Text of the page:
ISTANBUL - Turkey on Wednesday began freeing the first of some 38,000 prisoners not linked to the failed coup who are to be released in a move aimed at relieving pressure on prisons overcrowded with putsch suspects.

The parole decision came as Turkey presses on with the biggest purge in its modern history after the July 15 bid by rogue elements in the military to oust President Recep Tayyip Erdogan from power.

Justice Minister Bekir Bozdag said the release was "not an amnesty" but the measure could eventually apply to almost half of the Turkish prison population which has swelled to over 200,000 since the attempted coup. It will not apply to convicts guilty of murder, terrorism or state security crimes, or the thousands detained after the putsch.

"The regulation refers to crimes committed before July 1, 2016. The crimes committed after July 1, 2016 are outside its scope," Bozdag said on Twitter. "As a result of this regulation, approximately 38,000 people will be released from closed and open prisons at the first stage."

According to Turkish officials, over 35,000 people have been detained since the coup attempt although almost 11,600 of them have since been released.

The state-run Anadolu Agency said the first convicts began to be released from Istanbul's Silviri prison hours after the announcement.  One of the freed prisoners Turgay Aydin, was quoted as thanking Erdogan and saying: "I am very happy because I am released from prison. I was not expecting it."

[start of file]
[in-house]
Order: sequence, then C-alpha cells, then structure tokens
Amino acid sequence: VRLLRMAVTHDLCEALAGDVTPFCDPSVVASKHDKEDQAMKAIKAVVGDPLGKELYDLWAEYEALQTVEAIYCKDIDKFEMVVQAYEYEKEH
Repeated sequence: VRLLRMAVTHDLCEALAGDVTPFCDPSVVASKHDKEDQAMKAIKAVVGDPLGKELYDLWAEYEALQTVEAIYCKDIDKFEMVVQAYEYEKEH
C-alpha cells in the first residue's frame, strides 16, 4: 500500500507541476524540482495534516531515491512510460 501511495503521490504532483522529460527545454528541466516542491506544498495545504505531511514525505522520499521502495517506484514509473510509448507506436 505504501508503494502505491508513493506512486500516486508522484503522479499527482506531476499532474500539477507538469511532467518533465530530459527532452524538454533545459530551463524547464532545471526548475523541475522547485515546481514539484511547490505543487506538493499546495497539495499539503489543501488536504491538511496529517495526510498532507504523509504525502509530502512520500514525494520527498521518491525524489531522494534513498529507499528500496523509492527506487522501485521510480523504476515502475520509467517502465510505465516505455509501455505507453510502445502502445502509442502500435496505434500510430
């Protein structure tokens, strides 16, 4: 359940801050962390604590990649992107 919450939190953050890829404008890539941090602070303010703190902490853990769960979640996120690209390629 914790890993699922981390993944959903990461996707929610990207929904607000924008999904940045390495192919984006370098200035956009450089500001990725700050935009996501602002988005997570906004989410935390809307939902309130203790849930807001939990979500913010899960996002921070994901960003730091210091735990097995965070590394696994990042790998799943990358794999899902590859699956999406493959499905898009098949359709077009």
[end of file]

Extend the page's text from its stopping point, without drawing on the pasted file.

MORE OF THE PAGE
Bozdag said in an interview with A-Haber television that the parole could in the end apply to 99,000 out of Turkey's current total prison population of 214,000. According to Anadolu, the total capacity of Turkey's prisons is for 187,351 people. Hurriyet columnist Akif Beki wrote on August 11 that "prisons are jam-packed" amid the post-coup purge and asked: "How can that many be arrested without making any space?"

Turkey is in the throes of a three-month state of emergency imposed after the coup, which the authorities describe as an attempt by the US-based preacher Fethullah Gulen to overthrow the existing order. Gulen vehemently rejects the charges but Turkey has embarked on a relentless drive to expel what Erdogan calls his "virus" from all public institutions.

In the latest move Wednesday, the authorities fired another 2,692 civil servants mostly from the police, the official gazette announced. Some 75,000 people have already been dismissed from their jobs over alleged links to Gulen. Turkey has pressed the United States to extradite Gulen to face trial back home, with prosecutors already demanding a symbolically tough punishment of two life sentences and 1,900 years in jail.

US Vice President Joe Biden will travel to Ankara next week, the White House announced, in the highest ranking visit to Turkey by any Western official since the coup.